The conventional view for a long time has been that technological advances displace jobs in the short term but creates more jobs in the long term. I have also shared this view over the years as an economist.
In a recent book two well known MIT scholars, Erik Brynjolfsson and Andrew McAfee, question this view. They suggest that rapid advances in information technology is enabling business leaders and company founders to reap rich financial rewards by replacing people with software in services businesses and by replacing workers via automation in factories.
They ask the question: why did sixty percent of the wealth created in the US, between 2002 and 2007, go to one percent of the population? Their answer: it did not happen just because of financial deregulation, or Bush era tax breaks; it happened because information technology (IT) has made possible far ranging sale of digital products and record expansion of software-aided management.
In an October 2011, article in MIT Technology Review,author David Talbot quotes Eric Brynjolfsson–“Technology lets superstars—whether Mark Zuckerberg or Lady Gaga or a hedge fund manager—leverage their skills and talents across far more assets than they could have done previously. You can distribute bits—costlessly,globally, instantly—in ways you can’t distribute atoms. Anything that is digital from software to music can reach a much broader global audience. This is also true for the business processes that you embed in software. CEOs and others are leveraging that.”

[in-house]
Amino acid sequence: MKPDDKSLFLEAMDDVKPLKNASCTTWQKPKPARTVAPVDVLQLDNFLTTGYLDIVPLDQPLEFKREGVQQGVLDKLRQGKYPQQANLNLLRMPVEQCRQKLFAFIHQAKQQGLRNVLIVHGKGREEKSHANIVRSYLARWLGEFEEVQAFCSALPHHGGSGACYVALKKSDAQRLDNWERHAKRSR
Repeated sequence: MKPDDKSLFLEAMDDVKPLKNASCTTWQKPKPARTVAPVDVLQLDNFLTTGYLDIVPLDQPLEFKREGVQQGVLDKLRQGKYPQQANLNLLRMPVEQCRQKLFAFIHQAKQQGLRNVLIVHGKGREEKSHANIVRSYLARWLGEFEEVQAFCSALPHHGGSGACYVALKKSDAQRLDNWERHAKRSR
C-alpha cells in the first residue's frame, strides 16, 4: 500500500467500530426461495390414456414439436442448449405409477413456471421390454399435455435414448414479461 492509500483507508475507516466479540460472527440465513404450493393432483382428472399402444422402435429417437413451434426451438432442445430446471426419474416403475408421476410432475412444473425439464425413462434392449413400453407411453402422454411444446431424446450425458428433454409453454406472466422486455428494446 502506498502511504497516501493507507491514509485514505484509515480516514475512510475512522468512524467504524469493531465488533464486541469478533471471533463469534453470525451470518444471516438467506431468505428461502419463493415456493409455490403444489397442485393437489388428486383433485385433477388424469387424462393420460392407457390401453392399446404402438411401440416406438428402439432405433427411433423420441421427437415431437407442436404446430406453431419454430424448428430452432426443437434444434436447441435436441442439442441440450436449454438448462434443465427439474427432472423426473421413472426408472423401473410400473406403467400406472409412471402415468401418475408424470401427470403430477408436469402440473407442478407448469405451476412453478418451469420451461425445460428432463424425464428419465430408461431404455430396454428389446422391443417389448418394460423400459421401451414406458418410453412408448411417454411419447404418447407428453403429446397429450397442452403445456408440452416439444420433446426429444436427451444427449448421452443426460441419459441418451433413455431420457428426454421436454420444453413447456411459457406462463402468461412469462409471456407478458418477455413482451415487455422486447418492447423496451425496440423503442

The salient point in the book is that the dynamics stated above explains how productivity and economy can grow while employment shrinks. In other words, technology can grow the economic pie, but it does not mean that everyone is better off.
Nobel prize winning economist Robert Solow’s view is that advances in technology always eliminates jobs, but American economic history shows that total employment and wages always rises over time. He suggests that it may be too soon to tell if that will not happen again.
In 1800, ninety percent of Americans worked in farms, and by 1900 that number had dwindled to forty-one percent as a result of new technology and opening up of fertile farmlands in the Midwest.Workers adapted to this massive structural change, but it took a century. This time around the speed of IT change is so fast that our workforce , education and training systems are not able to keep up with it. The result is the current job crisis that may last several years.
Coping with this massive structural change is one of the great challenges America faces in the second decade of the 21st century.